Pope Francis issued a Motu proprio earlier this week in which he declared a new category of Christian life which will now be suitable for consideration of beatification – the “offering of life, or oblatio vitae, which occurs when a person dies prematurely because they have offered their life for love of God and neighbor.
According to Rome Reports, Pope Francis issued the Motu proprio entitled, “Maiorem hac dilectionem,” which means “greater love than this” which will recognize the free offering of one’s life for the Gospel and others and who dies as a result of this offering.
For example, this would apply to a person who dedicates himself to caring for lepers, and then becomes infected and dies by the same disease.
“Up until now, there were three ways by which a person could be declared blessed or saint: martyrdom for those murdered by an act of hatred of the faith; a faithful practice of the heroic virtues; and, finally, ‘equivalent canonization,’ meaning proof that a devout devotion already exists toward the candidate, as well as a solid fame for his/her miraculous intercession,” writes Rome Reports.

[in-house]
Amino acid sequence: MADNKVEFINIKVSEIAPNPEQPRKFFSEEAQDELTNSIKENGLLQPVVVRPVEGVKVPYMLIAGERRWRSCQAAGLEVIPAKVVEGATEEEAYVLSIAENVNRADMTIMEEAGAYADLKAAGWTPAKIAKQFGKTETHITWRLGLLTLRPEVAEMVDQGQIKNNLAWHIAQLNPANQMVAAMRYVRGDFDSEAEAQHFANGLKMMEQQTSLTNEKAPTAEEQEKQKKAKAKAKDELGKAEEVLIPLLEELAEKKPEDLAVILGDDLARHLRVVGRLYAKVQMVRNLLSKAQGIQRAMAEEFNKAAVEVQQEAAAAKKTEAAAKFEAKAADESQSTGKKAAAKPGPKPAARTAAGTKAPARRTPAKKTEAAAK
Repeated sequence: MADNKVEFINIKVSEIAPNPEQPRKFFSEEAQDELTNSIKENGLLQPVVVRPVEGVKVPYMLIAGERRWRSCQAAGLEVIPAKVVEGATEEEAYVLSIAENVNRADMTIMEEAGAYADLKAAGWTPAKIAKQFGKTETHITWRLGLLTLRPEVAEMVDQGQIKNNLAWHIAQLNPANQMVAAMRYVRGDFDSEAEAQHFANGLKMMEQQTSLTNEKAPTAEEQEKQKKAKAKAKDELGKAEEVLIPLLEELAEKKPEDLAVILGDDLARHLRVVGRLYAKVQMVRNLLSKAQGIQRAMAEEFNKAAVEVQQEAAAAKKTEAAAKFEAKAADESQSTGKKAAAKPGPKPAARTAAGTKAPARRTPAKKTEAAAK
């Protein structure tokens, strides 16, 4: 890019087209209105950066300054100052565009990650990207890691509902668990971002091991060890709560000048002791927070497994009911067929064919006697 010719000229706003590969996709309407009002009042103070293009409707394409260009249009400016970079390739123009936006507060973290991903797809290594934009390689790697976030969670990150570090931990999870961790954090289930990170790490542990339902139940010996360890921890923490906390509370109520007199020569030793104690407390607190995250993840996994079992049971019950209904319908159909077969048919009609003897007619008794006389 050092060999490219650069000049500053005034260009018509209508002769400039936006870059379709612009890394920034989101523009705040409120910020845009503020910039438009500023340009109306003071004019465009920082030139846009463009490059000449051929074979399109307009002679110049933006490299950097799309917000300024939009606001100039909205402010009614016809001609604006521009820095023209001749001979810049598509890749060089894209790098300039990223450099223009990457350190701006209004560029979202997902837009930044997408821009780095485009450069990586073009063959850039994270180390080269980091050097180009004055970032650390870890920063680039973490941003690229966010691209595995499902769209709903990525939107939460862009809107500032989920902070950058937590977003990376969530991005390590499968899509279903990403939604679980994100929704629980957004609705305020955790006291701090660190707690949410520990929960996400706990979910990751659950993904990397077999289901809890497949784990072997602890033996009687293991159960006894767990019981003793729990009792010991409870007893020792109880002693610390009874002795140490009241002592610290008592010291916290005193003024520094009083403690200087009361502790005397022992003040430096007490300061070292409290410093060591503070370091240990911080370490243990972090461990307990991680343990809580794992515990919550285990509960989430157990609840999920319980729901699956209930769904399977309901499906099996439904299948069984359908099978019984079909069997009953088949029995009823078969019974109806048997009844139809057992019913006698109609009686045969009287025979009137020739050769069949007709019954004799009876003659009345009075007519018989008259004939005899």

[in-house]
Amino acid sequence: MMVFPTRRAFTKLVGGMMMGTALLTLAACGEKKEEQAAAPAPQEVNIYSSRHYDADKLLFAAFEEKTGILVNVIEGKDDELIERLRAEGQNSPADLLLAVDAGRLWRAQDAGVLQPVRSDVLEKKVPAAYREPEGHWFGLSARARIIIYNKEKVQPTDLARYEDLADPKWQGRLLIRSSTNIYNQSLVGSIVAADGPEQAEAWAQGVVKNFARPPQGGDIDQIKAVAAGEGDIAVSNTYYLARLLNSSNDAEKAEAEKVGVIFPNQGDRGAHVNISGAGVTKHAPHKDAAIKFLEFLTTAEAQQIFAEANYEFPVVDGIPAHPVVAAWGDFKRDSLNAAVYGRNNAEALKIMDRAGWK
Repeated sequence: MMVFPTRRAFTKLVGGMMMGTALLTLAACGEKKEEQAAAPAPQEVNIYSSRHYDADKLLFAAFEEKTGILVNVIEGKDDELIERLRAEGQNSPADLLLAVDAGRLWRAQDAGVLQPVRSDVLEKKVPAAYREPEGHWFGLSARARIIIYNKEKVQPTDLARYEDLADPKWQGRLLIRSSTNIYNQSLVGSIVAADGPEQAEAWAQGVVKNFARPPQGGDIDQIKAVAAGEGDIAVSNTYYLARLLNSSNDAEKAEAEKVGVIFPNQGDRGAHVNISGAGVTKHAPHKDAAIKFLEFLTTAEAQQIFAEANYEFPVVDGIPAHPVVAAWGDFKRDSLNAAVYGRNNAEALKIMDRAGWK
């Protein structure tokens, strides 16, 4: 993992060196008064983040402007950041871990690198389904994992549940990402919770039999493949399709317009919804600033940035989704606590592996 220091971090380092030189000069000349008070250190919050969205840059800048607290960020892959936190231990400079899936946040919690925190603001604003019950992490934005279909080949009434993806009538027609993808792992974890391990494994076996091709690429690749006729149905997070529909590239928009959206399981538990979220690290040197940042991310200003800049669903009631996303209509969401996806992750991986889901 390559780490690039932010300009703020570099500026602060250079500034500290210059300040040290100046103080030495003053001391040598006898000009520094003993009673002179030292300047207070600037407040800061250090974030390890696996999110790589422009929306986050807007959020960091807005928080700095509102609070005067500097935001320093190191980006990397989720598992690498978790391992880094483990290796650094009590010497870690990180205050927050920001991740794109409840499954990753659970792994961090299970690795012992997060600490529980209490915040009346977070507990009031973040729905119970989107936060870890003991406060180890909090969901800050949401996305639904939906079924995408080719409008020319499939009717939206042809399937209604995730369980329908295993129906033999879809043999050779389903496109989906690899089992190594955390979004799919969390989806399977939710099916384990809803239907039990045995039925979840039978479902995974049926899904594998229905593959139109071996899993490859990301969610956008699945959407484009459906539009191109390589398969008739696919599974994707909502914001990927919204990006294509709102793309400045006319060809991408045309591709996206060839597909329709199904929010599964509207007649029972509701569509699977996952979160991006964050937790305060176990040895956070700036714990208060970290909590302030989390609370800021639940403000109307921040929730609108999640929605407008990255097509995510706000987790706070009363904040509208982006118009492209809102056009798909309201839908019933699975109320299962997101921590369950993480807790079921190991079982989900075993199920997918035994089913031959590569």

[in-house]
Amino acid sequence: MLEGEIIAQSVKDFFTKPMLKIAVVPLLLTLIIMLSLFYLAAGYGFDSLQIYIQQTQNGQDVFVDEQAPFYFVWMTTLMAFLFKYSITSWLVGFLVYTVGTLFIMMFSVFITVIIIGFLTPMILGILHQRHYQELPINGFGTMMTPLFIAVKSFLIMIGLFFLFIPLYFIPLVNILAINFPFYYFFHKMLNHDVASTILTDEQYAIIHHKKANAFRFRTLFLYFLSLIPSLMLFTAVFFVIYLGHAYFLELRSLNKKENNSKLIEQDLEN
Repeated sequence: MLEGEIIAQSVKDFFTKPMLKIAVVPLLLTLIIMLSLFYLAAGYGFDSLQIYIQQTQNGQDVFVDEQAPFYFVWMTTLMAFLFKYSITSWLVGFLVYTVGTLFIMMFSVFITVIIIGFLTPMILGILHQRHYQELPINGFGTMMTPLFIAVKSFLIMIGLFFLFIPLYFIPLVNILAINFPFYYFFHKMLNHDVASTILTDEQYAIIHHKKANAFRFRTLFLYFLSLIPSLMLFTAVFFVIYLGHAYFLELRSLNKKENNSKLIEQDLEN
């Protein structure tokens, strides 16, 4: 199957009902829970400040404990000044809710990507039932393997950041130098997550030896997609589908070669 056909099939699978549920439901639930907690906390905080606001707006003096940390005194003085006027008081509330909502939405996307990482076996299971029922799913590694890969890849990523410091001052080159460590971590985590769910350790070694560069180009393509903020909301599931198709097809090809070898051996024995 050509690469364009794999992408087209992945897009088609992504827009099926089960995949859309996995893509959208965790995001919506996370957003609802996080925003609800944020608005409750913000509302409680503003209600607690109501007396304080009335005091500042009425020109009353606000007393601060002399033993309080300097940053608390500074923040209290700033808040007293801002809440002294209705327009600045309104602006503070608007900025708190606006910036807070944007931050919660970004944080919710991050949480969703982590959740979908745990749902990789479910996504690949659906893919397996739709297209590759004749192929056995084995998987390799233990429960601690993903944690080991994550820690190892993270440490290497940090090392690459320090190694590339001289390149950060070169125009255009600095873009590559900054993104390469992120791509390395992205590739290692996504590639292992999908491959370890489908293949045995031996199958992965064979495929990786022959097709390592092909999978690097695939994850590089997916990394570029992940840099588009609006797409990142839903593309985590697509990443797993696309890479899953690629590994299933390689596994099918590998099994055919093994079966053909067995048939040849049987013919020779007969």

This new category represents a “halfway” between martyrdom and heroic virtues.
Several criteria must still be met before a Servant of God in this category can be beatified.
First, the person must make a “free and voluntary offer of life and heroic acceptance” of certain death with a clear connection between this offering of life and premature death.
Second, the person must exercise at least an ordinary level of Christian before offering up their life.
Third, there must be a confirmed miracle springing from the intercession of the Servant of God after his or her death for beatification, and another miracle for canonization.
The responsibility for proving all of the above qualifications will remain with the diocese or eparchy which is submitting the documents required for opening a cause for sainthood.
In the apostolic letter, Pope Francis wrote that persons who fulfill these requirements “are worthy of special consideration and honor, those Christians who, following in the footsteps and teachings of the Lord Jesus, have voluntarily and freely offered their lives for others and have persevered until death in this regard.
“It is certain that the heroic offering of life, suggested and supported by charity, expresses a true, full and exemplary imitation of Christ, and therefore deserves the admiration that the community of the faithful usually reserves to those who have voluntarily accepted the martyrdom of blood or have exercised in a heroic degree the Christian virtues.”
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